Notes: Bookstore Changes; Beyond Words Hirings
Left Bank Books, St. Louis, Mo., is opening a second location, in downtown, by Thanksgiving. The store is being underwritten by local developer Craig Heller of Loftworks; under the three-year agreement, Left Bank owners may buy the business at any point. The new Left Bank store will be at 321 N. 10th Street at Locust.
Sadly Teri and Andy TeBockhorst have decided to close East Village Books, Des Moines, Iowa. In an e-mail and on their website, they wrote that "in a complicated turn of events we unexpectedly lost our financial support, and our efforts to secure alternative financing within a short time period were unsuccessful. We realize this announcement is sudden, but we have exhausted every effort over the last few days."
The pair requested customers "support independent, locally owned businesses whenever and wherever you can. Buying local feeds the economic infrastructure and while it may be too late for us, there's still time for others. We ask you to give them your support!" They also recommended customers read Deep Economy by Bill McKibben because he "does an excellent job of explaining very succinctly why it is vital to support your local community. We're quite sure one of our good friends at the Book Store or Beaverdale Books will be happy to help you obtain a copy."
Congratulations to Word Bookstore, Brooklyn, N.Y., which has been voted best bookstore by New York Press. Word "makes a point of stocking local authors as well as the best-sellers, and has a staff of helpful, well-read types always ready to make a suggestion or place a special order (which is way better than Amazon)," the paper wrote. "Another plus is great events--this week The Ice Storm author Rick Moody is reading there and playing with his band (but isn't he always?)--that often include free booze, prizes and offbeat activities. . . . Word has the combo of mom-and-pop charm and modern convenience that will make it a neighborhood institution for years to come."
To help celebrate its 30th anniversary, Annie Bloom's Books in the Multnomah Village area of Portland, Ore., is creating a memories book and encouraging customers and others to e-mail "a favorite Annie Bloom's moment you'd like to share." The anniversary party takes place Saturday October 25, beginning at 3 p.m. The store has also been celebrating by discounting a favorite book by 30% each month this year. September's discounted title is Home by Marilynne Robinson.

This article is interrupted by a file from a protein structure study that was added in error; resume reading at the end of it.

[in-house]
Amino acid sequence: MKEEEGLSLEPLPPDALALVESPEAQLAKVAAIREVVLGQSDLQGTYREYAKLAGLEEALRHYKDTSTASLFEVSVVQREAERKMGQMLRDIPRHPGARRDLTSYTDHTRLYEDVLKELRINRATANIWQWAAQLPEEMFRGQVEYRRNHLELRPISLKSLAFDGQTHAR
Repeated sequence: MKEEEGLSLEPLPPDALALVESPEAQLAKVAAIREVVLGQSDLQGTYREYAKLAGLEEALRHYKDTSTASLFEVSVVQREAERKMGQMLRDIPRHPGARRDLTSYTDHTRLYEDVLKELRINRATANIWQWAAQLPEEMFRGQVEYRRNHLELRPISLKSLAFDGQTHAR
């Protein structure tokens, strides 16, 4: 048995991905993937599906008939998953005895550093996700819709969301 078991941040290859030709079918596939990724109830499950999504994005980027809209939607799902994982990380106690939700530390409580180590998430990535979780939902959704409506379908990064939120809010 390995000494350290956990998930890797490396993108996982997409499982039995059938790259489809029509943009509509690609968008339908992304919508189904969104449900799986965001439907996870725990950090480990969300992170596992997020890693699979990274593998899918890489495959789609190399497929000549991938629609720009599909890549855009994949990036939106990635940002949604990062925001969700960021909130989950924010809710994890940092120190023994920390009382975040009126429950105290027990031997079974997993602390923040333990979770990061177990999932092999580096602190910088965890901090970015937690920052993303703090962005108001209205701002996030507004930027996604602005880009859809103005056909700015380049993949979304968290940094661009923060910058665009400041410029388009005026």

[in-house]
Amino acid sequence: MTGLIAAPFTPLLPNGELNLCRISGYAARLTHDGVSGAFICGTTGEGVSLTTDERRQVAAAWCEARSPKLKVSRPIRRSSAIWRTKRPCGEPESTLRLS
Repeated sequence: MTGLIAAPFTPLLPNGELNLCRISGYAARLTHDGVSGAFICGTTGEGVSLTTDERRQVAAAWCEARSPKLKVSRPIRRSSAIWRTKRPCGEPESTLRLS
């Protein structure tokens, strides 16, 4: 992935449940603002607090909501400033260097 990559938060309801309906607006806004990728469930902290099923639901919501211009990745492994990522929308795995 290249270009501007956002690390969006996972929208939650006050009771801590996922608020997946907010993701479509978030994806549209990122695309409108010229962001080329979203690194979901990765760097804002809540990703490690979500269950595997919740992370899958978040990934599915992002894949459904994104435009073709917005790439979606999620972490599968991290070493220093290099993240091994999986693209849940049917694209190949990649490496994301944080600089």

Calling the Old Book Shop, Morristown, N.J., "a time capsule," the Daily Record noted that owners Chris Wolff and Virginia Faulkner "trace the beginning of their shop to 1915. They purchased it in 1974 . . . The shop is more than shelves of books and collections of postcards, maps and journals. It is a place where the value of people's stories is expressed in a variety of ways."
"People hang on to books more than nearly any other thing," Wolff said. "This is time travel. This is a time capsule. Every book is a time capsule."
The Oakland Tribune offered a tribute to Walden Pond Books, Oakland, Calif., where "the boards beneath your feet sound of history, survival and all good things new and used." Founded in 1973 by Marshall Curatolo, who is now 80, the store has moved several times.
Although competition has increased, "we still have knowledgeable people who read, who know books and literature," Curatolo said. "Used books have helped us, given us a leg up on chains."
The store is also a social place, said store manager Paul Curatolo, the founder's son. Bookseller Bob Fisher added, "I've seen a lot of couples meet in the science fiction and western sections."
Effective January 1, Thomas Allen Publishers will become the exclusive Canadian distributor for Houghton Mifflin Harcourt's trade and reference division. Harcourt was previously distributed in Canada by Raincoast. Houghton Mifflin has had "a long and wonderful relationship with Thomas Allen," division president Gary Gentel said. "We're pleased to build on this success by having them take on the combined Houghton Mifflin Harcourt."
Danielle Marshall has joined Beyond Words as marketing manager. She formerly worked in the marketing department at Powell's Books and Powells.com and earlier was a front-line book buyer at Powell's.
Brian Danziger has joined Beyond Words as sales manager. He was formerly customer service manager at Netflix and worked in the trade sales division of Sounds True. He has more than 20 years of product sales experience. Among other things, he plans to expand the sales reach of Beyond Words's new film division, Beyond Distribution.
Simon & Schuster is handling marketing, sales and distribution of Beyond Words to the trade book market. Marshall and Danziger are in charge of the mind, body and spirit and gift markets. Beyond Words, located in Hillsboro, Ore., has a co-publishing agreement with Simon & Schuster's Atria imprint.